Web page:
Tuesday, November 02, 2004

Teetering

He fell with a most satisfying “Whump!” to the floor.

Suddenly, a familiar voice behind me sounded. “Gently, GENTLY woman! The whole point is that you can do it with your fingertips, barely touching him. THAT’S what this exercise is about. I KNOW you can do it using your strength, now use his body to do the same thing.”

Walking to my end of the room, he faces one of the black belts. The black belt’s arms reach out for the instructor’s shirt, hands grabbing the material. The instructor presses the fingers of each hand into the assailant’s elbows from underneath, invisibly shifting his weight to one leg, tugging the student off balance. I know he’s doing this because I can see the student suddenly unsteady on his feet, uncertain. I know how it feels to be that student, how unbelievably light the touch is, how the floor suddenly shifts and refuses to bear your weight...all from the gentlest, lightest touch directed at the right area.

One elbow is directed across the body and down, the other across the body in the other direction, upwards towards the head. A push no harder than that to close a well-oiled drawer on the upper elbow. The student is now wobbling on one leg, his head pointed at the floor, the other leg in the air because his spine is locked and contorted in a twist that starts at his triceps, moves through his shoulders to his trapezoids and down the length of his back in a spasm that renders him rigid and supremely maneuverable.

The instructor see-saws him between standing somewhat solidly and facing an imminent conference between his face and the mat. He is controlling a fully grown man with his fingertips and the kind of force a child could exert without difficulty.

He looks at me. “This is all it will take.” - blowing a puff of air out between his lips - “To make him fall. Use his body against him.”

And that’s all it will seemingly take tomorrow – a puff of air – for America to remain standing upright or to tumble toward a disastrous leadership under John Kerry.

America had to let itself get into this kind of a predicament in the first place, though.

Just like the student had to first have his balance compromised, America had to have the basis of it’s free society questioned. Since the massacre on September 11th four years ago, various groups have been pulling and twisting, manipulating and pushing in an effort to topple President Bush’s government.

These moves ranged from the subtlest shifts left in some news coverage to the outright bludgeoning efforts of Michael Moore, certain outspoken celebrities and the world’s press (most notably, Britain’s). Bolstered by this kind of sentiment radiating from the very heart of the country that it reviles, Europe and its leaders joined the fray, yapping and frothing like small dogs sensing an easy victory at the ankles of a stricken giant.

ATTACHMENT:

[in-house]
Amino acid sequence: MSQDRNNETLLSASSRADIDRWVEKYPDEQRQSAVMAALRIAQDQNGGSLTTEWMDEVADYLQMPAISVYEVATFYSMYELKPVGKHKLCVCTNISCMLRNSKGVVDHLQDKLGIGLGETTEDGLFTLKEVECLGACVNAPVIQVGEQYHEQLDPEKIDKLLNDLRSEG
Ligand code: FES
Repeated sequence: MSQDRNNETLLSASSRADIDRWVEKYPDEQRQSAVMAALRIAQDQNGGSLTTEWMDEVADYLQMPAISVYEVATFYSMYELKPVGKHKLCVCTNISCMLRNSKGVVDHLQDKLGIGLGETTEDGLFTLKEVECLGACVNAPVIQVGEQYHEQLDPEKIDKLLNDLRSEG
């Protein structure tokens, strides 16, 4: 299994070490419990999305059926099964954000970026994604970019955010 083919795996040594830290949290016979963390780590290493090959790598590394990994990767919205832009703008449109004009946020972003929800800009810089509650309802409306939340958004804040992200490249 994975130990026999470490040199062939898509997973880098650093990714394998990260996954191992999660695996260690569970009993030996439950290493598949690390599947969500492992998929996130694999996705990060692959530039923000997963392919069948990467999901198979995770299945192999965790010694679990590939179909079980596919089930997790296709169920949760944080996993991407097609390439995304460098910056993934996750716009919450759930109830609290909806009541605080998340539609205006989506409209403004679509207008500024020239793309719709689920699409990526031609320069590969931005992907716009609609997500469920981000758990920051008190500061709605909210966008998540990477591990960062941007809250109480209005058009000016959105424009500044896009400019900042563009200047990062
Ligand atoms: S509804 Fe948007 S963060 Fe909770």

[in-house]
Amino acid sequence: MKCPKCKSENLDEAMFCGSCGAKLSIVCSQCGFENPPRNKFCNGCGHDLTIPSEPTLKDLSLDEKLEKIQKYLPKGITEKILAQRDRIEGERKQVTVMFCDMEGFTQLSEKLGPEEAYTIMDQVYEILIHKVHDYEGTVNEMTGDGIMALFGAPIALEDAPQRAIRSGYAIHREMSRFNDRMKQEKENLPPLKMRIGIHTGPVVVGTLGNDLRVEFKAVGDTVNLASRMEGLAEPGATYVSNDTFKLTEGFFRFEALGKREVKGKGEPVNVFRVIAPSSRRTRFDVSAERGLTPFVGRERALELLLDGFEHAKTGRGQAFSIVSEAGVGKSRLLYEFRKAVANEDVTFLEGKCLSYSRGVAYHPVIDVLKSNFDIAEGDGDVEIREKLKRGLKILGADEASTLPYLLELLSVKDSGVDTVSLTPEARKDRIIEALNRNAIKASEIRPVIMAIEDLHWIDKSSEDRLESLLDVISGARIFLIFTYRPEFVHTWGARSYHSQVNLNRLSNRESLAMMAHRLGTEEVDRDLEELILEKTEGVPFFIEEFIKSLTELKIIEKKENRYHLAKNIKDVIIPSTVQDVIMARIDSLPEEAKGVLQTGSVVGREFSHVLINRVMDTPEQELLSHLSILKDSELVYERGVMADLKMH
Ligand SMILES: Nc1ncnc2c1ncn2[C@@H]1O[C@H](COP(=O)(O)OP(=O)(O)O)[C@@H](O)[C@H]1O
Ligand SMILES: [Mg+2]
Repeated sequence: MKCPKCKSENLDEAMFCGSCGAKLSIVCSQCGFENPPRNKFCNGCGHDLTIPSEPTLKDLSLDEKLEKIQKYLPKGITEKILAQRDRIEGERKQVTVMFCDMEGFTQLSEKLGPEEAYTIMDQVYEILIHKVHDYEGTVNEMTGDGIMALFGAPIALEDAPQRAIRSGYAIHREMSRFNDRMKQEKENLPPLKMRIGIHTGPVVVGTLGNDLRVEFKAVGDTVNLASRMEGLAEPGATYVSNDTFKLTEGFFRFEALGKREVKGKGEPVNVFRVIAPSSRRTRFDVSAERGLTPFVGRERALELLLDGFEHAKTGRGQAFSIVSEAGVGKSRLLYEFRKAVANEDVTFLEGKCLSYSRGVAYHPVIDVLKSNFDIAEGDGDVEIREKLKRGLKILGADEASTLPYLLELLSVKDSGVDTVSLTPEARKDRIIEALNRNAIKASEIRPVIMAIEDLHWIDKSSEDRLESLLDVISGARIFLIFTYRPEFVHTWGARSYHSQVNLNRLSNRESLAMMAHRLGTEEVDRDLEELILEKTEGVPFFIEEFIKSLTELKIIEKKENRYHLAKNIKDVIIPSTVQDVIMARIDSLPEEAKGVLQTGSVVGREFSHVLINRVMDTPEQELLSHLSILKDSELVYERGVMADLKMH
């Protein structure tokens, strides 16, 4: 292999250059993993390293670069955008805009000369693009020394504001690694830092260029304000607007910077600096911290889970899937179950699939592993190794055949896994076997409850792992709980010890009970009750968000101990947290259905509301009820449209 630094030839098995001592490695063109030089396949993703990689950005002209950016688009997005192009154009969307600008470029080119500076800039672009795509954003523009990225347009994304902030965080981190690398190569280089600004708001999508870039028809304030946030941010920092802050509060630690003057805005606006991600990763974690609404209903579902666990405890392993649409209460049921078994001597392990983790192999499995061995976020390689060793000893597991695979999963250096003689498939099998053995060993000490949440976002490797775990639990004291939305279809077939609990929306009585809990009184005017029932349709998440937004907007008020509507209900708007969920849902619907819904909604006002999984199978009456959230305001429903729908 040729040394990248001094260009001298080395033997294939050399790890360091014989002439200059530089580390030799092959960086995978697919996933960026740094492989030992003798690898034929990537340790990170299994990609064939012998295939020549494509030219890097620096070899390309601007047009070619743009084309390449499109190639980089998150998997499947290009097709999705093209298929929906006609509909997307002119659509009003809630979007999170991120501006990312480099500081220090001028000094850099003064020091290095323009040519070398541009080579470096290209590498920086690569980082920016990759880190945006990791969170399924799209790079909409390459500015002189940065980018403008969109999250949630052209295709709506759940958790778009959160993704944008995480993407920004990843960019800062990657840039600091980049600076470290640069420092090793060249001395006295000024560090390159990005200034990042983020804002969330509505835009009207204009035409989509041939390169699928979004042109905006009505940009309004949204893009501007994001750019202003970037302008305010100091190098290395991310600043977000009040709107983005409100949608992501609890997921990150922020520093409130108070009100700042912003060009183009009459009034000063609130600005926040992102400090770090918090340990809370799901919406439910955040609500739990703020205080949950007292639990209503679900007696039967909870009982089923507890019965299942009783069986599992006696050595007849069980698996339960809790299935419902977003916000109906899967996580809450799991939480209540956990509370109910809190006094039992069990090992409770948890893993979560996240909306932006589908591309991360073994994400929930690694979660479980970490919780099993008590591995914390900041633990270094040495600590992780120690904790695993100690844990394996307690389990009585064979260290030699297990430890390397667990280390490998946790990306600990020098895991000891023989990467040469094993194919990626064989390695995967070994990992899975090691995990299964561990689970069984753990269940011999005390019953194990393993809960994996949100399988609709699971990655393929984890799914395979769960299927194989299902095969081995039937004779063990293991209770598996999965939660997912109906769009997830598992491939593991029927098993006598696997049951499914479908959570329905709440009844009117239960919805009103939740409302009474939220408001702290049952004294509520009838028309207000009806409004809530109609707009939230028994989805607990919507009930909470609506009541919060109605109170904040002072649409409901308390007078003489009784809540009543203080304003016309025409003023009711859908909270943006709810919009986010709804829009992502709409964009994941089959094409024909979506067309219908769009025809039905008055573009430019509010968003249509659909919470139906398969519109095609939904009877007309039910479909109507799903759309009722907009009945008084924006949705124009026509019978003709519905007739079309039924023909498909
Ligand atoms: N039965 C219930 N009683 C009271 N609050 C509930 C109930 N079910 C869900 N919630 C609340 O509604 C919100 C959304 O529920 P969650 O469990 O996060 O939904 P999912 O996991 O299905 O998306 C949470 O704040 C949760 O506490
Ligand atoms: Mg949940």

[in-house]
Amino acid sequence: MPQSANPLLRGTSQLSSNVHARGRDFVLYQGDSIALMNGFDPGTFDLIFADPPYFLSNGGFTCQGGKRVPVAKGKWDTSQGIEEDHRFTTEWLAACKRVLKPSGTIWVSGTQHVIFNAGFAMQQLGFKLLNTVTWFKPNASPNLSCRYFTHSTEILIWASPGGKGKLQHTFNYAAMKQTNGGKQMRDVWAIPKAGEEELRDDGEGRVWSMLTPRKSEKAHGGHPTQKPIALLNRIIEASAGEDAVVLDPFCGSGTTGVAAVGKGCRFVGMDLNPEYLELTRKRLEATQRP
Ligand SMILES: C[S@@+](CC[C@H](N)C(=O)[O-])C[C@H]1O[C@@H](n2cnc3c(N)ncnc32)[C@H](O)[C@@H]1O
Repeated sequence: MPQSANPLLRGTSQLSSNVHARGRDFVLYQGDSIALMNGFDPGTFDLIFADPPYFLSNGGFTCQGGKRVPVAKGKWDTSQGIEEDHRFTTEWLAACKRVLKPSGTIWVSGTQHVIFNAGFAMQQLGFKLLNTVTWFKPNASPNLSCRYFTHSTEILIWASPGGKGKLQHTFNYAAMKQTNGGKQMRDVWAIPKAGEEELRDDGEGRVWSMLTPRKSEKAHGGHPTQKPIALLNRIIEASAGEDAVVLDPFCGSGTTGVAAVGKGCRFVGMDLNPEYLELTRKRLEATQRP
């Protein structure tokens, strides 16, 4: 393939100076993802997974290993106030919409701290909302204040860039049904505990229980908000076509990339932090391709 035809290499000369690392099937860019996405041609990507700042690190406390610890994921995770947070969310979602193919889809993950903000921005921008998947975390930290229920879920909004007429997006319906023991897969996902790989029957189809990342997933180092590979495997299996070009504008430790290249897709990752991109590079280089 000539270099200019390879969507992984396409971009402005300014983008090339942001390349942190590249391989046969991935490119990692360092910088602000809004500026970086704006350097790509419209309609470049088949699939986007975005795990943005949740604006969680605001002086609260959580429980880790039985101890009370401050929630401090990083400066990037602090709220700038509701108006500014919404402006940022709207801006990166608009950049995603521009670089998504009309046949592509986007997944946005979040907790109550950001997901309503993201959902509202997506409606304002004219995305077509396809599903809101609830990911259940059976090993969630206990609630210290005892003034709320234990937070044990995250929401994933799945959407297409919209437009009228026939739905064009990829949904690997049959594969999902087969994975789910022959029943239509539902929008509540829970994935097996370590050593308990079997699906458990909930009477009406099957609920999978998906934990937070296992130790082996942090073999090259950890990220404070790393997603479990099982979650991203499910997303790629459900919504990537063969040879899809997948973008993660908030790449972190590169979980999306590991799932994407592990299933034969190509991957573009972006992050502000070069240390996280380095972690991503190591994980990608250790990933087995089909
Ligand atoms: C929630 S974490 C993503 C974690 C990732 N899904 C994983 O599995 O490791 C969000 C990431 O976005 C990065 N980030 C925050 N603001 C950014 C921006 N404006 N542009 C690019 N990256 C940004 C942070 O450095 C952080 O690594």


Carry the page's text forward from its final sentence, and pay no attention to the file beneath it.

Scandals of various proportions have erupted in the interim and been absorbed into the ever-shifting mass of public opinion. Bin Laden himself has made a Halloween appearance and reminded us that we are actually at war with something other than ourselves.

His speech, most interestingly, made use of every anti-Bush propaganda piece and news story printed in the last few years. It was as if Osama had pre-ordered the Fahrenheit 9-11 DVD and attended the DNC, taking fevered verbatim notes to prepare his Great Psychological Attack on the West. How wretched that our popular (and heavily, safely, properly, appropriately regulated) media were the source for most of the bilious enmity spouted by the man who would have us all subservient to his whims or dead.

Thankfully, the man’s English is awkward and speechwriting staff severely underpaid. If the pen is mightier than the sword, then all I can say about Bin Laden’s clumsy prose is that it was written with the kind of chewed-up plastic Bic that one finds in the gutter and is afraid to pick up. It merely served to remind the West that it was dealing with a fundamentalist madman. It strengthened the resolve of those who still see foreign nutters as a threat rather than a friend one hasn’t won over to the intricacies of milky tea and scones with jam.

So we find ourselves now on the eve of an election whilst embroiled in a very new kind of conflict that doesn’t seem to want to contain itself neatly within geographical boundaries nor contain it’s supporters in one geopolitical group.

If war requires unusual fortitude and certainty in the face of detractors – war with an enemy that is both without and within takes a special kind of leadership. Most notably, one that keeps its eye on exactly who the enemy is.

I don’t agree with Bush on many things – his views on stem cell research strike me as barbaric – but of the two men that are serious contenders to lead the West’s most powerful nation, he is the one that has my best wishes for victory. He has them because I can see that he has not lost sight of the terrific burden facing the office of President in the term to come - he can see the enemy and he knows he has to fight them consistently, ruthlessly and unapologetically.

A breath, though. A handful of votes. A statistical hiccup. This is all that stands between an America that will achieve this and an America that won’t. All because of the unchallenged machinations of a few that have forgotten what America stood for in the first place.

It reminds me of the words of a young American man being teased by two smarmy girls on the tube the other day for his accent and for being proud of his country.

“There was a time when you British were proud of your country, but you lost it.”

I’m afraid that if Kerry wins, Americans will be well on their way to losing it too.

M


(Cross-posted to A Western Heart.)


Please only use comment system below

|

Weblog Commenting and Trackback by HaloScan.com